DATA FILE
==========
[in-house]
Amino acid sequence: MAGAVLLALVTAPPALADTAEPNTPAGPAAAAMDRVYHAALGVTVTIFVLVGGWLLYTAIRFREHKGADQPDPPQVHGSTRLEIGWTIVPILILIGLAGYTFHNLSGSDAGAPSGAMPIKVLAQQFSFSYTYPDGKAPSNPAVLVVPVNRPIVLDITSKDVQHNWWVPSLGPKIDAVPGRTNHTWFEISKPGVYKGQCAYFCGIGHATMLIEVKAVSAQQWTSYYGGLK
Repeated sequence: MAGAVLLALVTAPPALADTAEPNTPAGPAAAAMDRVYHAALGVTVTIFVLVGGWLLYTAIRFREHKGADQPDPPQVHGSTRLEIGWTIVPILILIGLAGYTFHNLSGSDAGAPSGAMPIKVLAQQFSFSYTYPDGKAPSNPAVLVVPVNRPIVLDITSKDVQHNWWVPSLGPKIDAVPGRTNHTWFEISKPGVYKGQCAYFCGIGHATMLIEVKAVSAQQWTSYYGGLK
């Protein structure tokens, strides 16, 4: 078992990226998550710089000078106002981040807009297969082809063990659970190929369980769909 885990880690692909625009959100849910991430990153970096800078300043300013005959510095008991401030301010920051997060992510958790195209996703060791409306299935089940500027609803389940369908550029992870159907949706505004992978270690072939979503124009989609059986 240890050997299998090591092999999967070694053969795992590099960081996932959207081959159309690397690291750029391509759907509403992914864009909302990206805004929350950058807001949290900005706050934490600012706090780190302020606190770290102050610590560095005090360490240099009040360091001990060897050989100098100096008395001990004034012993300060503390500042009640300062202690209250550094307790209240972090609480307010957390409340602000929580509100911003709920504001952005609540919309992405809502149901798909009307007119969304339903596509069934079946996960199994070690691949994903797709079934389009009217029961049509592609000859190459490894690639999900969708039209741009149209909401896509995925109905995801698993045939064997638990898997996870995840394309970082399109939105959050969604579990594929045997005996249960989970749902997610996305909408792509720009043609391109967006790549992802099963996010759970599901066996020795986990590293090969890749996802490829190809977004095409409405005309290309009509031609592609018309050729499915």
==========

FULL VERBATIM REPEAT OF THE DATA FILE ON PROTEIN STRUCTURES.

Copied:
[in-house]
Amino acid sequence: MAGAVLLALVTAPPALADTAEPNTPAGPAAAAMDRVYHAALGVTVTIFVLVGGWLLYTAIRFREHKGADQPDPPQVHGSTRLEIGWTIVPILILIGLAGYTFHNLSGSDAGAPSGAMPIKVLAQQFSFSYTYPDGKAPSNPAVLVVPVNRPIVLDITSKDVQHNWWVPSLGPKIDAVPGRTNHTWFEISKPGVYKGQCAYFCGIGHATMLIEVKAVSAQQWTSYYGGLK
Repeated sequence: MAGAVLLALVTAPPALADTAEPNTPAGPAAAAMDRVYHAALGVTVTIFVLVGGWLLYTAIRFREHKGADQPDPPQVHGSTRLEIGWTIVPILILIGLAGYTFHNLSGSDAGAPSGAMPIKVLAQQFSFSYTYPDGKAPSNPAVLVVPVNRPIVLDITSKDVQHNWWVPSLGPKIDAVPGRTNHTWFEISKPGVYKGQCAYFCGIGHATMLIEVKAVSAQQWTSYYGGLK
């Protein structure tokens, strides 16, 4: 078992990226998550710089000078106002981040807009297969082809063990659970190929369980769909 885990880690692909625009959100849910991430990153970096800078300043300013005959510095008991401030301010920051997060992510958790195209996703060791409306299935089940500027609803389940369908550029992870159907949706505004992978270690072939979503124009989609059986 240890050997299998090591092999999967070694053969795992590099960081996932959207081959159309690397690291750029391509759907509403992914864009909302990206805004929350950058807001949290900005706050934490600012706090780190302020606190770290102050610590560095005090360490240099009040360091001990060897050989100098100096008395001990004034012993300060503390500042009640300062202690209250550094307790209240972090609480307010957390409340602000929580509100911003709920504001952005609540919309992405809502149901798909009307007119969304339903596509069934079946996960199994070690691949994903797709079934389009009217029961049509592609000859190459490894690639999900969708039209741009149209909401896509995925109905995801698993045939064997638990898997996870995840394309970082399109939105959050969604579990594929045997005996249960989970749902997610996305909408792509720009043609391109967006790549992802099963996010759970599901066996020795986990590293090969890749996802490829190809977004095409409405005309290309009509031609592609018309050729499915």